Trump Administration Appeals Order That Extends Census Counting Through Oct. 31

Updated Friday at 2:43 p.m. ET

The Trump administration is appealing a federal court order that calls for it to abandon last-minute changes to the 2020 census schedule and extend the time for counting for an additional month.

The preliminary injunction issued Thursday by U.S. District Judge Lucy Koh in the Northern District of California requires the Census Bureau to keep trying to tally the country’s residents through Oct. 31.

The Justice Department filed a notice Friday that they are appealing that order to the 9th U.S. Circuit Court of Appeals, further complicating what could be the final days of counting for this year’s census.

The move is the latest development in a federal lawsuit over the administration’s decision to shorten the timeline for the national head count.

Koh found that the administration’s truncated census schedule is likely to produce inaccurate numbers about historically undercounted groups, including people of color and immigrants. That, in turn, would harm the constitutional purpose of the count — to redistribute the seats in the House of Representatives among the states based on their latest populations.The judge also found that the challengers in the lawsuit — a coalition of groups led by the National Urban League — are ultimately likely to succeed in the lawsuit by arguing that the administration’s decision was arbitrary and capricious.

In response to disruptions caused by the coronavirus pandemic, the administration had previously called for more time for the once-a-decade census and asked Congress to pass four-month extensions to the legal deadlines for reporting results.

But in July, the administration changed its position with no public explanation. The Census Bureau’s director, Steven Dillingham, later confirmed that Commerce Secretary Wilbur Ross, who oversees the bureau, had directed it to speed up all counting efforts to end by Sept. 30 — a month earlier than the bureau had planned — in order to deliver the first set of results to President Trump, as federal law requires, by the end of this year.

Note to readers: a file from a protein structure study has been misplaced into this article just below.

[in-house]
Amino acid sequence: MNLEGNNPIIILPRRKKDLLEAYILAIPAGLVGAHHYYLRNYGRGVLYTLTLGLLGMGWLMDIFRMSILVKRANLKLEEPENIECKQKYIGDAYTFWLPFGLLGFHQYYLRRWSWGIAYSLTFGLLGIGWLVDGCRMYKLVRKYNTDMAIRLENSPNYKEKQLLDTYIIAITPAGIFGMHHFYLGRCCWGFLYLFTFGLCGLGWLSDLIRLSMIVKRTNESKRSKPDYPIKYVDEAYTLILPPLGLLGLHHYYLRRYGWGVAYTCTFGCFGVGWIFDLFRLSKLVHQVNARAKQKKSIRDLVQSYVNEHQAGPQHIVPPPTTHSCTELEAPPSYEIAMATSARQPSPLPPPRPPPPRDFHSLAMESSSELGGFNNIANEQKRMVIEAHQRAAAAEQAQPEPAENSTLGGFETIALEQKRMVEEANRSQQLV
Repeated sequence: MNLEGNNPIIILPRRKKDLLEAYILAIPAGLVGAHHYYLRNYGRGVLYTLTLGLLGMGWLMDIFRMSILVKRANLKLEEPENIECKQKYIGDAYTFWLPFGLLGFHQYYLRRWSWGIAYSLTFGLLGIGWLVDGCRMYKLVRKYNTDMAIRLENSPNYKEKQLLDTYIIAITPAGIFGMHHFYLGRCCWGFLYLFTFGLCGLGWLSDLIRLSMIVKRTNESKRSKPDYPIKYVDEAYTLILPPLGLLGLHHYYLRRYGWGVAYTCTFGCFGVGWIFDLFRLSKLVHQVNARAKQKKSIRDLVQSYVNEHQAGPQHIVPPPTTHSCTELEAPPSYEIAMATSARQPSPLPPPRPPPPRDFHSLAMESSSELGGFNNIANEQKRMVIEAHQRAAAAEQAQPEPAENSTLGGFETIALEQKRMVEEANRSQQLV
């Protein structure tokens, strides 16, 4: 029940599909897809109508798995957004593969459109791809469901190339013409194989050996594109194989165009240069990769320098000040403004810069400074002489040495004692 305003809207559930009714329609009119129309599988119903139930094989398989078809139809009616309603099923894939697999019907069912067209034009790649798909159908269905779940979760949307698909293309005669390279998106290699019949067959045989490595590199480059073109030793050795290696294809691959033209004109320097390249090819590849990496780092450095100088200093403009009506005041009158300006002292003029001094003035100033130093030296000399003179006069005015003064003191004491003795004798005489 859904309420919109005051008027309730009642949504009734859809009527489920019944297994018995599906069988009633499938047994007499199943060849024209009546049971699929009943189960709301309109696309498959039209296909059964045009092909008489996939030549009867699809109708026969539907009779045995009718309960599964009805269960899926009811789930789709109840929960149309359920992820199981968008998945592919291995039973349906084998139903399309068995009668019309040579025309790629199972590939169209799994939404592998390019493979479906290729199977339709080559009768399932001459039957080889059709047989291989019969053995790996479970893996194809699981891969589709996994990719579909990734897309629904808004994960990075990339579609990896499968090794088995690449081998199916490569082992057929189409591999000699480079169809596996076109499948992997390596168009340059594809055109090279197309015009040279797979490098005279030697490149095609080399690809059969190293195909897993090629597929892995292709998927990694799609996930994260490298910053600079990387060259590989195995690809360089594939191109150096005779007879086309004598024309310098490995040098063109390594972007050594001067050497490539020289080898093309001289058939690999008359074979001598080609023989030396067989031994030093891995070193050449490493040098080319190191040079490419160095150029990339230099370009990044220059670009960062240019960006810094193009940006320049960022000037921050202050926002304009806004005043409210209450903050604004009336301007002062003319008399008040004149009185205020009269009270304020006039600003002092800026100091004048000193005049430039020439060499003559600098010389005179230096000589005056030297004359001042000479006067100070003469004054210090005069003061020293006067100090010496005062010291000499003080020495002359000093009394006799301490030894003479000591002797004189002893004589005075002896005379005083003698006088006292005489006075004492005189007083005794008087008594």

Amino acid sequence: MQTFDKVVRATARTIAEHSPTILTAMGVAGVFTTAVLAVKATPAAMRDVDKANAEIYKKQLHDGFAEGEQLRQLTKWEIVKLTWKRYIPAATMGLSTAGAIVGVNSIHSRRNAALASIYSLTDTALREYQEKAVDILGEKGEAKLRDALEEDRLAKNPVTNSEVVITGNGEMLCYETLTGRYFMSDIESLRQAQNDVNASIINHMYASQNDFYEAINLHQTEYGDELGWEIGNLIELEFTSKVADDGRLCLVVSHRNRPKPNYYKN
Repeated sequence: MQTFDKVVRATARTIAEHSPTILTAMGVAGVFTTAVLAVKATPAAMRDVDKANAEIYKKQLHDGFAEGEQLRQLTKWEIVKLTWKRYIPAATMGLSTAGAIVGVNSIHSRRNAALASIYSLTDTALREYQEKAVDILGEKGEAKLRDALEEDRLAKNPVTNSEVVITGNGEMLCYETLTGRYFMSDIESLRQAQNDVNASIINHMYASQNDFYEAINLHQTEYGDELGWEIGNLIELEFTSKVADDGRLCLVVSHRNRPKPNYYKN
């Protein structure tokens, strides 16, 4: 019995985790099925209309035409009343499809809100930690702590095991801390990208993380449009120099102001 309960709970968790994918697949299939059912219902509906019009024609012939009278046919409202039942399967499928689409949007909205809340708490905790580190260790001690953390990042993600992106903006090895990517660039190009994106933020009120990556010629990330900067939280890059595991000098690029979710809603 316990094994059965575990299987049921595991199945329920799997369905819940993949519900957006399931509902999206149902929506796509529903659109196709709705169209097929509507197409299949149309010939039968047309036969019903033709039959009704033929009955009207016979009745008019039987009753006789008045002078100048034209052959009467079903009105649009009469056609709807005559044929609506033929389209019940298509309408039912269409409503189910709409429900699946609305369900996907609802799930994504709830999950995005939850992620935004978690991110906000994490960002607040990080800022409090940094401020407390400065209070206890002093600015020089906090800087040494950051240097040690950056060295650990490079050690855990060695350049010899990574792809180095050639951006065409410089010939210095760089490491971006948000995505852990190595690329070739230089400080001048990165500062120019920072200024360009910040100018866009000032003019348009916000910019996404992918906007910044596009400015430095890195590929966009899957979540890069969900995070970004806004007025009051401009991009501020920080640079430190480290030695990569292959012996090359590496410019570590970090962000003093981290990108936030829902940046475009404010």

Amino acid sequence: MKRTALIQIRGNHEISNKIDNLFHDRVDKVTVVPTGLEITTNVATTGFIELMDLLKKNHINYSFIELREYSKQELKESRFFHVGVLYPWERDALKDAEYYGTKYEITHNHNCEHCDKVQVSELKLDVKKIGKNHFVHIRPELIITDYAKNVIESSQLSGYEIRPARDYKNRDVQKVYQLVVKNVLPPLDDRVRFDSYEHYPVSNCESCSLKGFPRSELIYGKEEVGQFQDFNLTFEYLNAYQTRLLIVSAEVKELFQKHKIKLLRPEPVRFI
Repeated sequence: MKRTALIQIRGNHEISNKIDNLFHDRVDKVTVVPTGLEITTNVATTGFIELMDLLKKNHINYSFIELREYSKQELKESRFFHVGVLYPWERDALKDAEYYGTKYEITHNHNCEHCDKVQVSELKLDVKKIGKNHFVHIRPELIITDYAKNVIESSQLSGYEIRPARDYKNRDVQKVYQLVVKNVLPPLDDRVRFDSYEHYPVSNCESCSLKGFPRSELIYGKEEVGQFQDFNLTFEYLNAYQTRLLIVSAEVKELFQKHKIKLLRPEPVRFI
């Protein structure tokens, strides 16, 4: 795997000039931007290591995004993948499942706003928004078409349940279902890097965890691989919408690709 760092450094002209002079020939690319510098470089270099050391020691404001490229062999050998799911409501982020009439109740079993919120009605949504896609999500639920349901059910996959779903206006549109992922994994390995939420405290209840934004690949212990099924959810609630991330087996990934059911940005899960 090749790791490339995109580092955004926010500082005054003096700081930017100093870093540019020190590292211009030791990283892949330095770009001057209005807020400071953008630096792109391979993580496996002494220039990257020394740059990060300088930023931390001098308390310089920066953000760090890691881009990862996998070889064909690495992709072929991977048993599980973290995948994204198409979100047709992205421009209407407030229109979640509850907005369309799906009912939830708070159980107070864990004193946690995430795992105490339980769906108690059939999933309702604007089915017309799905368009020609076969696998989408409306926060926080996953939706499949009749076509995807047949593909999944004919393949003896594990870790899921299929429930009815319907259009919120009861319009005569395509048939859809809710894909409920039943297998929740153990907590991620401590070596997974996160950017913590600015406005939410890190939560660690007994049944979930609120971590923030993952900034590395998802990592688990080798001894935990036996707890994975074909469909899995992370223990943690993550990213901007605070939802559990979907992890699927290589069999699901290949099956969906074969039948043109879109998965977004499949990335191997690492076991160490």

Congress has yet to pass any laws to extend the census reporting deadlines, although a bipartisan group of senators recently introduced a bill with extensions.

Justice Department attorneys have attempted to present speeding up the count as a way for the Census Bureau to meet the Dec. 31 legal deadline for reporting results in light of Congress not giving the bureau more time.

Koh noted, however, that explanation “runs counter to the facts.”

“Those facts show not only that the Bureau could not meet the statutory deadline, but also that the Bureau had received pressure from the Commerce Department to cease seeking an extension of the deadline,” the judge wrote in the order, which cites multiple internal emails and other documents the administration was required to release for the lawsuit.

Top career officials at the bureau warned as early as May that because of COVID-19, the bureau could no longer meet the Dec. 31 reporting deadline for the latest state population counts.

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Hansi Lo Wang